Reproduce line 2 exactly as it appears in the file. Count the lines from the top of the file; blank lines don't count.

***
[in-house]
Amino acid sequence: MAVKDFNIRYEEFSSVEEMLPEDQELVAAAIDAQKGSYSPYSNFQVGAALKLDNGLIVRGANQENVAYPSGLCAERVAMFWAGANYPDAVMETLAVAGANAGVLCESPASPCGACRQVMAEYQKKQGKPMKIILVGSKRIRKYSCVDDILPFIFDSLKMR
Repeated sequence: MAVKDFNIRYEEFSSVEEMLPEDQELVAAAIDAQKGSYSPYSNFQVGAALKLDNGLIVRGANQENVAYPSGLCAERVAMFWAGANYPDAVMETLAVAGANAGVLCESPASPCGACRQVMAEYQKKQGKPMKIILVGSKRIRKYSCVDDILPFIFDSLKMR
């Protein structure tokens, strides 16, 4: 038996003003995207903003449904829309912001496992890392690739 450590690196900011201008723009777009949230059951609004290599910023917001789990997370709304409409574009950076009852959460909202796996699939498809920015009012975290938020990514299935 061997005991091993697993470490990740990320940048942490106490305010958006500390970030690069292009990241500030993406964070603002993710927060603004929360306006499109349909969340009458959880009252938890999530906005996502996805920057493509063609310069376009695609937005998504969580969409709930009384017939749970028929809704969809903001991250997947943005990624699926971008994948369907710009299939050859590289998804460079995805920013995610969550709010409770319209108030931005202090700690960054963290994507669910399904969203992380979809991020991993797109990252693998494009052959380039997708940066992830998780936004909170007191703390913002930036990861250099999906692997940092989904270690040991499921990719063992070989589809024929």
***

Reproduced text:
Amino acid sequence: MAVKDFNIRYEEFSSVEEMLPEDQELVAAAIDAQKGSYSPYSNFQVGAALKLDNGLIVRGANQENVAYPSGLCAERVAMFWAGANYPDAVMETLAVAGANAGVLCESPASPCGACRQVMAEYQKKQGKPMKIILVGSKRIRKYSCVDDILPFIFDSLKMR